To assess morphological changes in neurons, histological examinations of the hippocampus were carried out. Obvious injuries in the DG areas of the hippocampus were found in the microwave exposure groups (S, L and SL) compared with the C group (Fig. 3A–D). The injuries included karyopyknosis and cell edema, as shown by the dark blue-stained nuclei. Therefore, we analyzed the dark blue areas using statistical methods. The MOD of the dark blue area of the nuclei increased significantly in the hippocampus in the S (p = 0.000), L (p = 0.000) and SL (p = 0.000) groups compared with the C group (Fig. 3E). The MOD of the dark-blue areas of the hippocampus decreased significantly in the S (p = 0.004) and L (p = 0.003) groups compared with the SL group, which indicated that the most significant injuries occurred in the cumulative group (Fig. 3E). There were no significant interactions after the factorial analysis. According to the standardized regression coefficient (β value) of the regression analysis, 2.856 GHz microwave radiation played major roles in the changes in MOD of dark blue-stained nuclei of hippocampus (βS = 0.729, βL = 0.621, |βS| >|βL|).

### Exposure to 2.856 GHz and 1.5 GHz microwaves induced cell apoptosis in the hippocampus

To evaluate changes in neuronal cells, apoptosis was analyzed by TUNEL staining 6 h after microwave exposure. Deep-dyed nuclei were observed in the DG area of the hippocampi in the S, L and SL groups, which indicates the occurrence of apoptosis in neurons (Fig. 4A–D). The integrated optical density (IOD) of DAB staining in the hippocampus increased significantly in the S (p = 0.000), L (p = 0.000) and SL (p = 0.000) groups compared with the C group (Fig. 4E). The IOD of DAB staining in the hippocampus decreased significantly in the S (p = 0.022) and L (p = 0.013) groups compared with the SL group (Fig. 4E). Factorial analysis revealed significant interaction effects in the hippocampus and cortex between the 2.856 GHz microwave radiation and 1.5 GHz microwave radiation (p = 0.002) groups (Fig. 4E). According to the standardized regression coefficients (β value) of the regression analysis, 1.5 GHz microwave radiation played major roles in IOD value changes in the hippocampus ((βS =  − 0.61, βL =  − 0.666, |βS| <|βL|) and (βS = 0.544, βL = 0.603, |βS| <|βL|), respectively) (Fig. 4E). These results indicated that cell apoptosis occurred in the hippocampus and that 1.5 GHz microwave exposure played major roles in the changes in the cumulative exposure group.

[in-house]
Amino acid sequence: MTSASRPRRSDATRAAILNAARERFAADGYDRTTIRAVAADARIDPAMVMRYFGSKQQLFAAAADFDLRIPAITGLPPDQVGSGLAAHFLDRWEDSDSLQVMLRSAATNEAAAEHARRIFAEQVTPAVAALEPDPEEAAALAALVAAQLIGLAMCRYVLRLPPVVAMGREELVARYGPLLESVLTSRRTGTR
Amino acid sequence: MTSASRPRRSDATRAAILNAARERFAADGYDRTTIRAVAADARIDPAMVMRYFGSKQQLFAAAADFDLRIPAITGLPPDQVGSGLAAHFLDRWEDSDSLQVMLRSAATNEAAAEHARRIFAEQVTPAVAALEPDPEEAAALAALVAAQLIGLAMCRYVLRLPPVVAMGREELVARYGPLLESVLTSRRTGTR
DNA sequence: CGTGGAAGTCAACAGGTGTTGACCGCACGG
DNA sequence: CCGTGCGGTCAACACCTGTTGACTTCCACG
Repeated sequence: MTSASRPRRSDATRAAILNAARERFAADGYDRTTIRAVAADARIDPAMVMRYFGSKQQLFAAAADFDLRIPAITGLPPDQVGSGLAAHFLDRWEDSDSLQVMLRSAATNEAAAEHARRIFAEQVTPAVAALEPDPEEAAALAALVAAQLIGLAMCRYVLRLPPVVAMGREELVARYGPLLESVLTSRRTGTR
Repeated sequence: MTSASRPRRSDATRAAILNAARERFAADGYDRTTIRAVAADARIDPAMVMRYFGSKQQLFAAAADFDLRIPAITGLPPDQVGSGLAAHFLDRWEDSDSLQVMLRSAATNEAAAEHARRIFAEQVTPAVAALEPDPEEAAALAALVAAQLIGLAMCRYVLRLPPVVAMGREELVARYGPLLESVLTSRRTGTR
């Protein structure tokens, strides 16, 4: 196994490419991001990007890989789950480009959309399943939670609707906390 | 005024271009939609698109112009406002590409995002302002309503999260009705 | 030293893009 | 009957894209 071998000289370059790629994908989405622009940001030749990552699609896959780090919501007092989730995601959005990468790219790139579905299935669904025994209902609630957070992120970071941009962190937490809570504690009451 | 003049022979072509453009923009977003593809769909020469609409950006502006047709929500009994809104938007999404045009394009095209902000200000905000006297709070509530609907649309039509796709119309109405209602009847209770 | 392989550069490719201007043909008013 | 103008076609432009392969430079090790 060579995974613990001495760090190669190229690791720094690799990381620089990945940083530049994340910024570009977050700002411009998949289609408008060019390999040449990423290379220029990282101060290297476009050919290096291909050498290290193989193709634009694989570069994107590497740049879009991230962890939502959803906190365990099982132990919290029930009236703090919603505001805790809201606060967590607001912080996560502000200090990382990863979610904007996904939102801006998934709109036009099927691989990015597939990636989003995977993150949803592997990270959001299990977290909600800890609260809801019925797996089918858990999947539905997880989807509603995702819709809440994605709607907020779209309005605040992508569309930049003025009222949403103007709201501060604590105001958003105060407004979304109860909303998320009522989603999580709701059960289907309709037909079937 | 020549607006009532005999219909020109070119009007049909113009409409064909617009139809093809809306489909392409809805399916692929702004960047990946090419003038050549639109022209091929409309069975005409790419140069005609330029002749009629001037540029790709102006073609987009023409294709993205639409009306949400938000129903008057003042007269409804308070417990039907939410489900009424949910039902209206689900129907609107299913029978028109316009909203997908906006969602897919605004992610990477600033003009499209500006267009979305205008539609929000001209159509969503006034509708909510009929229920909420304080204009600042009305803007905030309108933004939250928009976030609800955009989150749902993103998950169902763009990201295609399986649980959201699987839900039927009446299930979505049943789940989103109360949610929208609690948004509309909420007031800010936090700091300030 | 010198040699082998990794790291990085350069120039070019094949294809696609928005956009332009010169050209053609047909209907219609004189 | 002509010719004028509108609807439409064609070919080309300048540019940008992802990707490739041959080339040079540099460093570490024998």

### Changes in CREB-related signaling proteins after 2.856 GHz and 1.5 GHz microwave exposure

Six hours after microwave exposure, p-AKT/AKT (p = 0.015), p-CREB/CREB (p = 0.001) (Fig. 5A,B,D) and p-ERK/ERK (p = 0.011) (Fig. 6A,B) decreased significantly in the SL group, and the expression of p-CaMKII/CaMKII decreased significantly decreased in the S (p = 0.009) and SL (p = 0.000) groups (Fig. 5A,C) compared with the C group.

Significant differences were also found between the S and L groups. The expression of p-CaMKII/CaMKII increased significantly in the L group (p = 0.021) compared with the S group.

The expression of p-AKT/AKT increased significantly in the L group compared with the SL group (p = 0.024). The expression levels of p-CaMKII/CaMKII increased significantly in the S (p = 0.006) and L (p = 0.000) groups compared with the SL group (Fig. 5A–C). The expression levels of p-CREB/CREB increased significantly in the S (p = 0.013) and L (p = 0.001) groups compared with the SL group (Fig. 5A,D). The expression of p-ERK increased significantly in the S group (p = 0.007) compared with the SL group (Fig. 6A,B).

Factorial analysis of the four groups (C, S, L and SL) revealed significant interaction effects between the 2.856 GHz and 1.5 GHz microwaves only for p-CREB/CREB (p = 0.046) expression. According to the standardized regression coefficient (β value) of the regression analysis, the 2.856 GHz microwaves played major roles in the decreased expression of p-AKT/AKT (βS = -− 8.33, βL =  − 0.417, |βS| >|βL|), p-CaMKII/CaMKII (βS =  − 8.845, βL =  − 0.396, |βS| >|βL|) and p-CREB/CREB (βS =  − 0.757, βL =  − 0.326, |βS| >|βL|) (Fig. 5). According to the standardized regression coefficient (β value) of the regression analysis, the 1.5 GHz microwaves played major roles in the decreased expression of p-ERK/ERK (βS =  − 0.199, βL =  − 0.751, |βS| <|βL|) (Fig. 6) .

## Discussion and conclusions

Most previous studies focused on the dose-dependent biological effects of a single-frequency microwave exposure26,30,31. However, with the increasingly serious microwave pollution in our living environments, people are exposed to microwaves at multiple frequencies. The energy distributions of microwaves with different frequencies in the organisms are different, and the biological effects depend on the energy distribution. Therefore, we hypothesized that the responses of organisms to microwaves of different frequencies would be different.

The cumulative group received more power than the single-frequency-exposure groups. Previous studies found dose-dependent effects of microwaves and showed that higher microwave power could lead to more severe effects2,28. The effects in the cumulative exposure group (SL) were more serious than those in the single-frequency-exposure groups (S, L) in the EEG, structural injuries, and the expression of p-AKT/AKT, p-CaMKII/CaMKII, p-CREB/CREB and p-ERK/ERK, which might be due to the larger dose exposure.